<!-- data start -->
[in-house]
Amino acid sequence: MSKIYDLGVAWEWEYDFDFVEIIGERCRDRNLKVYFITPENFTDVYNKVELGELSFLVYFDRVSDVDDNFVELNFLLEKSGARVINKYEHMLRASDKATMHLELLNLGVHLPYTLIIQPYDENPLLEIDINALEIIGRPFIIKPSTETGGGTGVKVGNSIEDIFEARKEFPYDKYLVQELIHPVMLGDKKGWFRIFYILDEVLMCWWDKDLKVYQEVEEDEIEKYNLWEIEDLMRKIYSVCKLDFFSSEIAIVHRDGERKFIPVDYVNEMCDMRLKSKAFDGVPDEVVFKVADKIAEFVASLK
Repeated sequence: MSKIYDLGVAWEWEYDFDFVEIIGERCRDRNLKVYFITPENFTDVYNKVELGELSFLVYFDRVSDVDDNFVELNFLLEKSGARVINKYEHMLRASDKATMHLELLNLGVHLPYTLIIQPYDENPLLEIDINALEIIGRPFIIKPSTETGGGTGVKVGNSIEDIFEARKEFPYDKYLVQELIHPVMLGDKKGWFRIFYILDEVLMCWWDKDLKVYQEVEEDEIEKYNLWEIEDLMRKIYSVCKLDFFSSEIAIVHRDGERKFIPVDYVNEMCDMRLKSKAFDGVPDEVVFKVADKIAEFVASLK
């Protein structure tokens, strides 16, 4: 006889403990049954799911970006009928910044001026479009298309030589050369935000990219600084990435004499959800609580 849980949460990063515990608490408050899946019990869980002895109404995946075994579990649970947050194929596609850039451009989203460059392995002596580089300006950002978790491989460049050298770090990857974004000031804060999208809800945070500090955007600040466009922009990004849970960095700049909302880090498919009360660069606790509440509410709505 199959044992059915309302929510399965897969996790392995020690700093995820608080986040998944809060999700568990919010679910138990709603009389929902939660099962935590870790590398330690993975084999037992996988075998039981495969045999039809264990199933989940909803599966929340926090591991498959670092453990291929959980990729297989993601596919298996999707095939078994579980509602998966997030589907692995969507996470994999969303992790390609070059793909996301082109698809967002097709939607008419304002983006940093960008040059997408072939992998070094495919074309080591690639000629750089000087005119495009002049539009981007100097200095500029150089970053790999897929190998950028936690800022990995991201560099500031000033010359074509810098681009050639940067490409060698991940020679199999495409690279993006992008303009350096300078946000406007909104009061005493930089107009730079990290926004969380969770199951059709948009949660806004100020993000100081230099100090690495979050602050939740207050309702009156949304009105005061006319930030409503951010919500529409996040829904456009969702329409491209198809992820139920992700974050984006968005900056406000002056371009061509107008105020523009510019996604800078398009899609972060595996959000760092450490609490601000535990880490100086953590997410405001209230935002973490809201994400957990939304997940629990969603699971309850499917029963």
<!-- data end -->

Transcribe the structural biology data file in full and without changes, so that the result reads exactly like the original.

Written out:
[in-house]
Amino acid sequence: MSKIYDLGVAWEWEYDFDFVEIIGERCRDRNLKVYFITPENFTDVYNKVELGELSFLVYFDRVSDVDDNFVELNFLLEKSGARVINKYEHMLRASDKATMHLELLNLGVHLPYTLIIQPYDENPLLEIDINALEIIGRPFIIKPSTETGGGTGVKVGNSIEDIFEARKEFPYDKYLVQELIHPVMLGDKKGWFRIFYILDEVLMCWWDKDLKVYQEVEEDEIEKYNLWEIEDLMRKIYSVCKLDFFSSEIAIVHRDGERKFIPVDYVNEMCDMRLKSKAFDGVPDEVVFKVADKIAEFVASLK
Repeated sequence: MSKIYDLGVAWEWEYDFDFVEIIGERCRDRNLKVYFITPENFTDVYNKVELGELSFLVYFDRVSDVDDNFVELNFLLEKSGARVINKYEHMLRASDKATMHLELLNLGVHLPYTLIIQPYDENPLLEIDINALEIIGRPFIIKPSTETGGGTGVKVGNSIEDIFEARKEFPYDKYLVQELIHPVMLGDKKGWFRIFYILDEVLMCWWDKDLKVYQEVEEDEIEKYNLWEIEDLMRKIYSVCKLDFFSSEIAIVHRDGERKFIPVDYVNEMCDMRLKSKAFDGVPDEVVFKVADKIAEFVASLK
């Protein structure tokens, strides 16, 4: 006889403990049954799911970006009928910044001026479009298309030589050369935000990219600084990435004499959800609580 849980949460990063515990608490408050899946019990869980002895109404995946075994579990649970947050194929596609850039451009989203460059392995002596580089300006950002978790491989460049050298770090990857974004000031804060999208809800945070500090955007600040466009922009990004849970960095700049909302880090498919009360660069606790509440509410709505 199959044992059915309302929510399965897969996790392995020690700093995820608080986040998944809060999700568990919010679910138990709603009389929902939660099962935590870790590398330690993975084999037992996988075998039981495969045999039809264990199933989940909803599966929340926090591991498959670092453990291929959980990729297989993601596919298996999707095939078994579980509602998966997030589907692995969507996470994999969303992790390609070059793909996301082109698809967002097709939607008419304002983006940093960008040059997408072939992998070094495919074309080591690639000629750089000087005119495009002049539009981007100097200095500029150089970053790999897929190998950028936690800022990995991201560099500031000033010359074509810098681009050639940067490409060698991940020679199999495409690279993006992008303009350096300078946000406007909104009061005493930089107009730079990290926004969380969770199951059709948009949660806004100020993000100081230099100090690495979050602050939740207050309702009156949304009105005061006319930030409503951010919500529409996040829904456009969702329409491209198809992820139920992700974050984006968005900056406000002056371009061509107008105020523009510019996604800078398009899609972060595996959000760092450490609490601000535990880490100086953590997410405001209230935002973490809201994400957990939304997940629990969603699971309850499917029963």